Lancove, NSW | Residential


Translated to ‘dare to do, as much as you can’, the Saint Ignatius motto encourages students to push their limits and strive their hardest, whilst respecting the qualities and traditions written deep into the fabric of the school.

When Arcadia was engaged by St Ignatius to undertake a landscape masterplan and detailed design for the Therry Courtyard, the team immediately saw the potential to create a space that brought the school motto to life.


Arcadia was engaged to create an outdoor space to complement the new Therry Building, stage one of the largest building project undertaken by the school. The Therry Courtyard design was to deliver a collaborative environment which would bring to life the teaching potential. The success of the new space would rely on biophilic design to provide a connection to the natural surrounds, thus helping strengthen the capacity for creativity, focus and wellbeing for the boys.

By creating a sense of place, the Therry Courtyard also reinforces the House pastoral care system, which is at the core of the College, with a creation of clear, accessible and inviting spaces that provide a “home-base” for students. These are places which enable the boys to come together as part of the overall community, as well as somewhere to retreat, reflect, socialise and belong.

Design Process

The creation of the new space gave Arcadia the opportunity to use an innovative approach to challenge the parameters of what constitutes learning space within a school campus.

The master plan process presented an opportunity to engage the School to enrich the outcome. By involving teachers and staff in the design, the team was able to gather valuable information about pedagogy and insights into the potential of the spaces to be provided for teaching and learning.

The extension of the teaching space is integral to the landscape approach. By creating a variety of quality open spaces, the landscape has allowed the school to extend the teaching and learning opportunities, with active and passive recreation spaces increasing from 14 to 24 learning areas. The layout of the landscape infrastructure creates engaging spaces that are optimally sized for collaborative learning.

Sustainable features also help with interactive learning and understanding of environmental concepts, landscape systems, ecology and biodiversity through the design of the endemic planting and WSUD strategies.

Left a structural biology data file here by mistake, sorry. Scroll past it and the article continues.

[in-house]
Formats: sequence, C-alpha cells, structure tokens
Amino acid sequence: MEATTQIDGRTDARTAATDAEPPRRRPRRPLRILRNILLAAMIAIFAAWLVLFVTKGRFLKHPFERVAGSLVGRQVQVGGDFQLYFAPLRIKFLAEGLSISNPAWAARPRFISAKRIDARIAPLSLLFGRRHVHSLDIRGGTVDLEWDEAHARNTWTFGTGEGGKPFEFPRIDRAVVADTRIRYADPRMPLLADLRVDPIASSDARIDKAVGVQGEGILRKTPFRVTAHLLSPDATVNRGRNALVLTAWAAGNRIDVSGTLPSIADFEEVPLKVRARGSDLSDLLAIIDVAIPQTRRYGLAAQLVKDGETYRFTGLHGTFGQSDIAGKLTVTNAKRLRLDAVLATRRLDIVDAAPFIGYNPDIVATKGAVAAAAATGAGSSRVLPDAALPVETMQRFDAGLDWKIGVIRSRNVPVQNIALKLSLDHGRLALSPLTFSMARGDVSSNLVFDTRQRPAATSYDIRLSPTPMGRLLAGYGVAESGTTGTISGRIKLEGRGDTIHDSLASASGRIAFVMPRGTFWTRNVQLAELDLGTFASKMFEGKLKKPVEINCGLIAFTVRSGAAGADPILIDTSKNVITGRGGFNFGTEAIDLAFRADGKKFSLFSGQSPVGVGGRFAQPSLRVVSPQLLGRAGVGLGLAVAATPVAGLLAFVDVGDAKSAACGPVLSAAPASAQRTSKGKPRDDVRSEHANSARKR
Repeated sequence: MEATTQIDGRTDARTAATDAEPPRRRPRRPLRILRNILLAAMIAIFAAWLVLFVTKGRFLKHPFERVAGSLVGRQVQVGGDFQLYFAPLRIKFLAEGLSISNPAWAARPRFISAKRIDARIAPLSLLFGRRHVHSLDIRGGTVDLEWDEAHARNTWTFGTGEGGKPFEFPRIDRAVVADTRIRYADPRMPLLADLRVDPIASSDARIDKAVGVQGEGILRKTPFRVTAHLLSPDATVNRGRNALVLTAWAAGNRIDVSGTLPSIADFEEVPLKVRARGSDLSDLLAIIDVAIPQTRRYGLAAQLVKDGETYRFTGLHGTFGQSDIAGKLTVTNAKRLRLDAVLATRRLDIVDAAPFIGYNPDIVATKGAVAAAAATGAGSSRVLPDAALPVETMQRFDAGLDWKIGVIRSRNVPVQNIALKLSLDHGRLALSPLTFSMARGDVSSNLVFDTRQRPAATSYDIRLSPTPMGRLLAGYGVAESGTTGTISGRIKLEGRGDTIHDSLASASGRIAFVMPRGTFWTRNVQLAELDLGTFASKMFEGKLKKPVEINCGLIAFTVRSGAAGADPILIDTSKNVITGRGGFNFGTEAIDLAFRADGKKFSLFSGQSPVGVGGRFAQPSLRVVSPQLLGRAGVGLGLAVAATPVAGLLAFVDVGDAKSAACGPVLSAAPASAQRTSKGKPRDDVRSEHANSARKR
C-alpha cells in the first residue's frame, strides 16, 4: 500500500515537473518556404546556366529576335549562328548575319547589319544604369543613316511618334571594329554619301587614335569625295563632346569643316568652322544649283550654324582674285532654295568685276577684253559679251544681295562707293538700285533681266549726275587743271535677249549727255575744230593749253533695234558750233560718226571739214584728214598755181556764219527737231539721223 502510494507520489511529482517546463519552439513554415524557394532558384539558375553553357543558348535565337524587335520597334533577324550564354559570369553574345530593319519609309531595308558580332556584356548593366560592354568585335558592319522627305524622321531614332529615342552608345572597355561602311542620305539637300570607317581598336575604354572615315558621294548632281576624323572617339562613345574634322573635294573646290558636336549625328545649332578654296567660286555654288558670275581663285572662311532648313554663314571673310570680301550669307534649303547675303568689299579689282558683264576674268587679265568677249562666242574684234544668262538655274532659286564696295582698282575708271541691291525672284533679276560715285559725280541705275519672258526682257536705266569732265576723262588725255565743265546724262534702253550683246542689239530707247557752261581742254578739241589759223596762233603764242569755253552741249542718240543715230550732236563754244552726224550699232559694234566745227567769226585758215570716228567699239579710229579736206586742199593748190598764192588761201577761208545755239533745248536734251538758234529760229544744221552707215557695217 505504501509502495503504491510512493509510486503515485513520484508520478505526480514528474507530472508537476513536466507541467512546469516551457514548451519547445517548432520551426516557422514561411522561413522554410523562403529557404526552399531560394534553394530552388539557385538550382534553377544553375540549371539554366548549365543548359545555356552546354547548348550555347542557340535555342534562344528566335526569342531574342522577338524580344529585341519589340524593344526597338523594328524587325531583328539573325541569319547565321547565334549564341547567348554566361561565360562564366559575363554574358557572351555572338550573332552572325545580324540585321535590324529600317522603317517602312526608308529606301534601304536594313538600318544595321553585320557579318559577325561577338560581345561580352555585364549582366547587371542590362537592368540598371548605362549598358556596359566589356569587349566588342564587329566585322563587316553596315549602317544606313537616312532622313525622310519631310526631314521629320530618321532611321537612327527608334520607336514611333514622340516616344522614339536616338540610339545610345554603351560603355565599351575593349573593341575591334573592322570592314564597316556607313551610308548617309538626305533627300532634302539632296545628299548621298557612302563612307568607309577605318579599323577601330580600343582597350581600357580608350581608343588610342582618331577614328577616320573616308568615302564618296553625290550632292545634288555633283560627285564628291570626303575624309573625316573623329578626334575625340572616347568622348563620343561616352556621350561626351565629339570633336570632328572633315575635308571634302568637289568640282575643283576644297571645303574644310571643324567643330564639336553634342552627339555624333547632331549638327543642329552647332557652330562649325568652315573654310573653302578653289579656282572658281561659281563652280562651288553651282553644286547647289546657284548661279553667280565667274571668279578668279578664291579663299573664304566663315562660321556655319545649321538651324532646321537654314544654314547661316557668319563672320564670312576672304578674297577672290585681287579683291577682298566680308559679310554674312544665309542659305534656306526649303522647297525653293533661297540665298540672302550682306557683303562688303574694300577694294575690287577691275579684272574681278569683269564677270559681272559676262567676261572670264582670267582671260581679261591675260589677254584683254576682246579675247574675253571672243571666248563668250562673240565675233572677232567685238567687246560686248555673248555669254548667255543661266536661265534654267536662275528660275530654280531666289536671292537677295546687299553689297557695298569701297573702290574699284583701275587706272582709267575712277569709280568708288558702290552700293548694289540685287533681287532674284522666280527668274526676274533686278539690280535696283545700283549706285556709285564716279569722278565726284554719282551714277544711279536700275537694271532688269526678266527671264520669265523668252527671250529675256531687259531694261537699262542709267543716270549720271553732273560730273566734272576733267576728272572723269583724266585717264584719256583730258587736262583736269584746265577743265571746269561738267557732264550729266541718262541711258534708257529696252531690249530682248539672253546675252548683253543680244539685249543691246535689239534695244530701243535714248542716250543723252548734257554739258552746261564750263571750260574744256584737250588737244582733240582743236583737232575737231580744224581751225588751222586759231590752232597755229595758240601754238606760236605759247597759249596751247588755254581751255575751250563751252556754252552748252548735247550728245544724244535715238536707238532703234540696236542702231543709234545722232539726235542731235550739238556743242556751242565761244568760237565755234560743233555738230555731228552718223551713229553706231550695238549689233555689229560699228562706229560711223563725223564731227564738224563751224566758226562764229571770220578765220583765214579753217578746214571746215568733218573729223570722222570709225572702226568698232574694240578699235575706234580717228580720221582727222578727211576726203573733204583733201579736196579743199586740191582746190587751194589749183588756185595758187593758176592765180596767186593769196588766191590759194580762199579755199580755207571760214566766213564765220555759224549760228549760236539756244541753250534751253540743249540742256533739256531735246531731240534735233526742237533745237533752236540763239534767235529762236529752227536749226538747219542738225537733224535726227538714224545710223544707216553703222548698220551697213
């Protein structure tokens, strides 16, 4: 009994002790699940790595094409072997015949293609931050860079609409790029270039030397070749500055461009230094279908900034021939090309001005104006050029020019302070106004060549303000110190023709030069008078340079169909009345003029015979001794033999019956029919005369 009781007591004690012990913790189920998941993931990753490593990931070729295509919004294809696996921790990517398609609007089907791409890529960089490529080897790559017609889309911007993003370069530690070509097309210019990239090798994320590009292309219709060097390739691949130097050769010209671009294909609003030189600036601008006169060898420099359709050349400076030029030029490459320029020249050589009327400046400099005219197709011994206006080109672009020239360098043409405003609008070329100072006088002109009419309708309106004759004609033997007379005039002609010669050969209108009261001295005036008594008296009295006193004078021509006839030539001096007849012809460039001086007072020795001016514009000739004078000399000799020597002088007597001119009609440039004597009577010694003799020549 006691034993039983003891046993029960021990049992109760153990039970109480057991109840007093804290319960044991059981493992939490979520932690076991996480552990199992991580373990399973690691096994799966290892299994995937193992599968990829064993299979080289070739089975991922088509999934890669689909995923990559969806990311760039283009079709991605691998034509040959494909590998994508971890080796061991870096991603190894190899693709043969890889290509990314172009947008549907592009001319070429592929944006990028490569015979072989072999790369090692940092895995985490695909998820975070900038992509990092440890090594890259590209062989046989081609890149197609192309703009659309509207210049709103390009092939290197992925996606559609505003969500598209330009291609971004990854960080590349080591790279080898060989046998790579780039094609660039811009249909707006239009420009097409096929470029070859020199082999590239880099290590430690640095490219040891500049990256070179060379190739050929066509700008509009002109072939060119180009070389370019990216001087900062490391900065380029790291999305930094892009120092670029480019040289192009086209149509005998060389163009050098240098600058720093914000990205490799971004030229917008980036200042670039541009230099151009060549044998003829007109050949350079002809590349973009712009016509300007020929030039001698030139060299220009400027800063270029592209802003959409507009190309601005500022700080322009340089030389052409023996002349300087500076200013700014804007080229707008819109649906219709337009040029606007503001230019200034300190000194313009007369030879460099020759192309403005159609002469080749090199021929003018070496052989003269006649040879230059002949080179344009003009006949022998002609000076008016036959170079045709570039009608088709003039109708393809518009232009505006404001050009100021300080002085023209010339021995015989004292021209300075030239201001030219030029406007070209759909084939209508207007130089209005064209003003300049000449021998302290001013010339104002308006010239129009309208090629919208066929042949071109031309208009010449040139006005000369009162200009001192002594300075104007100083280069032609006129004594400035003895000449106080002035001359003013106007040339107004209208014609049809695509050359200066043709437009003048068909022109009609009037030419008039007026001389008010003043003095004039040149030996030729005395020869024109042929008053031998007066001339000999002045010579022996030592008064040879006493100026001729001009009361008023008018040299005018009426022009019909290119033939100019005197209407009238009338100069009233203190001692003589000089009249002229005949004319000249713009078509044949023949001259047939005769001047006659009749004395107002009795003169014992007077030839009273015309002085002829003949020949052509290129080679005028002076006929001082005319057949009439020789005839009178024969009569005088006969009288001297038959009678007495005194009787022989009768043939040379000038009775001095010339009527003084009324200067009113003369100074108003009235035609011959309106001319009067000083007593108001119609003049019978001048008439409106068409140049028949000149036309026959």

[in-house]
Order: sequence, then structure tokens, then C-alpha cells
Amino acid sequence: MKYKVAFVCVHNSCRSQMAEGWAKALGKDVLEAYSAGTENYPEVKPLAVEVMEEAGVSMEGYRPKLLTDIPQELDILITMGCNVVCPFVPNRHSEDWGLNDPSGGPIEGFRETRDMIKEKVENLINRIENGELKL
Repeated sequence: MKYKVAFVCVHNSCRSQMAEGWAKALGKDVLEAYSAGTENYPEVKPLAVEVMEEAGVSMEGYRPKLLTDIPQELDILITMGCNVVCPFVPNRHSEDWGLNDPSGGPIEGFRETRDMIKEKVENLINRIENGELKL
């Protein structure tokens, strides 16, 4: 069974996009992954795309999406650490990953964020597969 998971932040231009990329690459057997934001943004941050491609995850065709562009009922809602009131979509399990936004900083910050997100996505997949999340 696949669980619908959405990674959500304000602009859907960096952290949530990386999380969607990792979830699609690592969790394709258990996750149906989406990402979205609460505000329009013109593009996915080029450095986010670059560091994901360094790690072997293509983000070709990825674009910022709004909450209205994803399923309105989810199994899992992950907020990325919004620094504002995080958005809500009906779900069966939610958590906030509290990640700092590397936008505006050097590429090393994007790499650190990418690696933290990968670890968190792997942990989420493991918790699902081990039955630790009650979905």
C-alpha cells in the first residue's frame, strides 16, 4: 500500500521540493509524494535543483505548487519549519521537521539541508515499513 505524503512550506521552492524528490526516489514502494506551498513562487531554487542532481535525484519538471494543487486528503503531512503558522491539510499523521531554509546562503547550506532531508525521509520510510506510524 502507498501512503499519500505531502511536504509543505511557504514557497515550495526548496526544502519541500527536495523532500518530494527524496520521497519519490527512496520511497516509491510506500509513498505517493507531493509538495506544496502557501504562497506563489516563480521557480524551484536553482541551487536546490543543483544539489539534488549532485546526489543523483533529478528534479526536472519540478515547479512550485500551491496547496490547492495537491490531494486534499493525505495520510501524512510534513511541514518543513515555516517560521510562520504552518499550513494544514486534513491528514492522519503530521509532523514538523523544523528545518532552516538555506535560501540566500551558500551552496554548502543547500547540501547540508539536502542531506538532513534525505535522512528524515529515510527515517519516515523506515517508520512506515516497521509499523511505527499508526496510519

Context and materiality

There is a growing recognition of the importance in creating a sense of place for students – it can help strengthen their sense of belonging, develop their personal identity and inspire stewardship. The site of Riverview, with its open views to playing fields, bushland and plenty of natural light from the west, and city skyline views framing existing school buildings to the east, provides plenty of opportunity for the inclusion of biophilic design elements to connect the students with their natural surroundings.

Visually, students are strongly aware of their location with views across the axis of the site, from bushland to city. Previously not possible, these views have been achieved through Arcadia’s careful spatial orientation and level management, with the design ensuring the whole site is being used to its full potential.

A stronger connection to the surrounding national park is achieved through the clever use of materials and levels to create a ‘one of a kind’ landscape experience that is drawn from the school’s philosophies and locally sourced resources. A variety of robust materials, including concrete, hardwood timber, and natural stone, make up a cohesive palette that will maintain their desired appearance throughout time, so landscape features will be readily available in the years to come.

Project completion

The Therry Courtyard opened in Term 3 of 2018, delivering a flexible space that allows the boys to “dare to do, as much as you can”. Arcadia’s design approach and vision has resulted in a space that has been embraced by students and teachers for many uses, including innovative learning activities, a more playful way to circulate around the school and quality open space for passive and active recreation. The space is flexible in terms of use and also future adaptation.